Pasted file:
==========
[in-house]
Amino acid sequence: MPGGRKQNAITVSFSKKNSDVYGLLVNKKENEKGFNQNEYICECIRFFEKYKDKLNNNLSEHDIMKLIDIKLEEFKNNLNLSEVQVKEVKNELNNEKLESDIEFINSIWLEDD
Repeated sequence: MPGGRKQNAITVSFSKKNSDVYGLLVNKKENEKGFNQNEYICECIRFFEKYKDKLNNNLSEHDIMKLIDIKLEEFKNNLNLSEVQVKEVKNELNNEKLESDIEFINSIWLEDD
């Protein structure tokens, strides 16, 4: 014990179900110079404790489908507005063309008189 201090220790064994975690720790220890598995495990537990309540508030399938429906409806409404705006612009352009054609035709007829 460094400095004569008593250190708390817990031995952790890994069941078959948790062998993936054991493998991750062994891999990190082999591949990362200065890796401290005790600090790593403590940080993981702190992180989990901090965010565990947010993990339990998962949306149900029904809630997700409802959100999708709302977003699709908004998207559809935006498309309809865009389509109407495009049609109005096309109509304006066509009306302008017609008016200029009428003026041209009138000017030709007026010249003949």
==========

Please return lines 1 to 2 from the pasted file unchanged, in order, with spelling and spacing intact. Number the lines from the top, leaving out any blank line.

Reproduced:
[in-house]
Amino acid sequence: MPGGRKQNAITVSFSKKNSDVYGLLVNKKENEKGFNQNEYICECIRFFEKYKDKLNNNLSEHDIMKLIDIKLEEFKNNLNLSEVQVKEVKNELNNEKLESDIEFINSIWLEDD